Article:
Before any adjudication, prisoners should ensure that sight is had of copies of all paperwork relating to the charge. If the inmate is represented, the representative will invariably request a copy direct from the prison. A refusal of such requests would be a breach of paragraph 2.20 of PSO 2000 and if not remedied by the adjudicator, together with a reasonable time period in which to prepare for the hearing (particularly where the hearing is contested), will invariably afford a ground of appeal. Paragraph 2.20 states: “if the accused or his legal representative asks before the hearing for a copy of all statements to be submitted in evidence so as to prepare a defence or mitigation, these must be supplied at public expense.”

A record of the adjudication and all preliminary hearings is made. Adjudicators need to satisfy themselves that the prisoner understands the charge and the procedure to follow. Requests for adjournments at the first hearing for legal advice should be granted, and the adjudicator should accede to requests to adjourn for the calling of witnesses. Unreasonable refusals for adjournments to call witnesses and to seek legal advice should always be challenged by way of appeal.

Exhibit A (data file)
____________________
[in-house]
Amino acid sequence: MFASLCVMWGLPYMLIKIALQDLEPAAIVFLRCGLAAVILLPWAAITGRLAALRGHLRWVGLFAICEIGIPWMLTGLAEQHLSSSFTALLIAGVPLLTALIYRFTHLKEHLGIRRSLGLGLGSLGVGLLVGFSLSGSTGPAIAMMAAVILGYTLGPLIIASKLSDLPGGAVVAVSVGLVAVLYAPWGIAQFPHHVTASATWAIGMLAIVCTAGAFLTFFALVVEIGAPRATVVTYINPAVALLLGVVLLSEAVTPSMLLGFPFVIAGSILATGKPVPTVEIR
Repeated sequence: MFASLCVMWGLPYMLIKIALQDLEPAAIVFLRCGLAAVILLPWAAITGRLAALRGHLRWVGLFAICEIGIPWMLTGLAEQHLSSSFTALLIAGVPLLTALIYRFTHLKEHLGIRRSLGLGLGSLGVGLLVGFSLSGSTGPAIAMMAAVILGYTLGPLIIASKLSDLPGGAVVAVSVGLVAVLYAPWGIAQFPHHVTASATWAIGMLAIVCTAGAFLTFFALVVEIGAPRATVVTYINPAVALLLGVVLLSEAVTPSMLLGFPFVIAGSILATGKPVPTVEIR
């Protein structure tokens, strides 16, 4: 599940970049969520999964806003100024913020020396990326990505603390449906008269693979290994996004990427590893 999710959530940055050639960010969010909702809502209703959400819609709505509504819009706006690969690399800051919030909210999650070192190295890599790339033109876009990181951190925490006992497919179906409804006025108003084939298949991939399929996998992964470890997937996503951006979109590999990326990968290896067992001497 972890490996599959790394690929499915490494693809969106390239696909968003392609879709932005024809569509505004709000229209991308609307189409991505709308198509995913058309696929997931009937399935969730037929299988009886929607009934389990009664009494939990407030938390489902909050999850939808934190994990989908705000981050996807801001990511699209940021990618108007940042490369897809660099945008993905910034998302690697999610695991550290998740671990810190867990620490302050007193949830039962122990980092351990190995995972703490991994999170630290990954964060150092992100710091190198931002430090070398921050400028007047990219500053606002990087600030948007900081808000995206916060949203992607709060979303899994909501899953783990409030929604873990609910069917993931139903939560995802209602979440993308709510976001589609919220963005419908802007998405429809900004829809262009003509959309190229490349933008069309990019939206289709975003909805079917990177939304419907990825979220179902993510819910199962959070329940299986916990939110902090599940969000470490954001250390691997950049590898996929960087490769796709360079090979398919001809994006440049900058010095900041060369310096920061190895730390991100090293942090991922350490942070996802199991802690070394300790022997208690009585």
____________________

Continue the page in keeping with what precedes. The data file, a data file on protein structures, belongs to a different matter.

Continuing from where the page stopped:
Adjudicators must always be seen to act fairly and justly. If there is apparent departure from reasonableness and fairness, such decisions risk being overturned if the adjudication is reviewed.

Before an external adjudicator a prisoner is entitled, as of right, to have a legal representative present at the adjudication. The presence of a legal representative before a Governor is at the governor’s discretion and a ‘Tarrant’ application must be made. For guidance on how to do this, refer to Alan Burcombe’s article (of this firm) in the March 2009 issue of Inside Time.